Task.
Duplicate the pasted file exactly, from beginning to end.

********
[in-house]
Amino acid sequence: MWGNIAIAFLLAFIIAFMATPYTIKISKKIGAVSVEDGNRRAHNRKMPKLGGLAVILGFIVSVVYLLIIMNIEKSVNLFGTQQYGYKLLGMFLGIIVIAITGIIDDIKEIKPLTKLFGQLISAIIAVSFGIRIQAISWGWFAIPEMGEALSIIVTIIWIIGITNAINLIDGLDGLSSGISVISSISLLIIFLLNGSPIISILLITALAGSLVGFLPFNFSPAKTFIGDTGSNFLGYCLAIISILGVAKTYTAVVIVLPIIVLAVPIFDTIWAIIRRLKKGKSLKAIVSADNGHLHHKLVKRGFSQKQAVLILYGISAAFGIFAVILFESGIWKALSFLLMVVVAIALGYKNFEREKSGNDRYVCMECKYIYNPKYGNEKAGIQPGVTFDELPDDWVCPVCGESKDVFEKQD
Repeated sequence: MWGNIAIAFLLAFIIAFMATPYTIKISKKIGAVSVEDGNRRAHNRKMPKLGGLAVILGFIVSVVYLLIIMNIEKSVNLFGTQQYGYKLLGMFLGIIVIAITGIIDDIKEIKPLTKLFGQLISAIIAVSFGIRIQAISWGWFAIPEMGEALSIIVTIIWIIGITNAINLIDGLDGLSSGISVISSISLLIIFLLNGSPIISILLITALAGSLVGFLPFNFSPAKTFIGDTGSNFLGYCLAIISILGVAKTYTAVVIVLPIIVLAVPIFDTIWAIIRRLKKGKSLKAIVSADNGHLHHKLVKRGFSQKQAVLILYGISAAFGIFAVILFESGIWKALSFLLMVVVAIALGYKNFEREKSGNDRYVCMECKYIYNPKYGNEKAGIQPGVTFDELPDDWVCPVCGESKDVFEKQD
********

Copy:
[in-house]
Amino acid sequence: MWGNIAIAFLLAFIIAFMATPYTIKISKKIGAVSVEDGNRRAHNRKMPKLGGLAVILGFIVSVVYLLIIMNIEKSVNLFGTQQYGYKLLGMFLGIIVIAITGIIDDIKEIKPLTKLFGQLISAIIAVSFGIRIQAISWGWFAIPEMGEALSIIVTIIWIIGITNAINLIDGLDGLSSGISVISSISLLIIFLLNGSPIISILLITALAGSLVGFLPFNFSPAKTFIGDTGSNFLGYCLAIISILGVAKTYTAVVIVLPIIVLAVPIFDTIWAIIRRLKKGKSLKAIVSADNGHLHHKLVKRGFSQKQAVLILYGISAAFGIFAVILFESGIWKALSFLLMVVVAIALGYKNFEREKSGNDRYVCMECKYIYNPKYGNEKAGIQPGVTFDELPDDWVCPVCGESKDVFEKQD
Repeated sequence: MWGNIAIAFLLAFIIAFMATPYTIKISKKIGAVSVEDGNRRAHNRKMPKLGGLAVILGFIVSVVYLLIIMNIEKSVNLFGTQQYGYKLLGMFLGIIVIAITGIIDDIKEIKPLTKLFGQLISAIIAVSFGIRIQAISWGWFAIPEMGEALSIIVTIIWIIGITNAINLIDGLDGLSSGISVISSISLLIIFLLNGSPIISILLITALAGSLVGFLPFNFSPAKTFIGDTGSNFLGYCLAIISILGVAKTYTAVVIVLPIIVLAVPIFDTIWAIIRRLKKGKSLKAIVSADNGHLHHKLVKRGFSQKQAVLILYGISAAFGIFAVILFESGIWKALSFLLMVVVAIALGYKNFEREKSGNDRYVCMECKYIYNPKYGNEKAGIQPGVTFDELPDDWVCPVCGESKDVFEKQD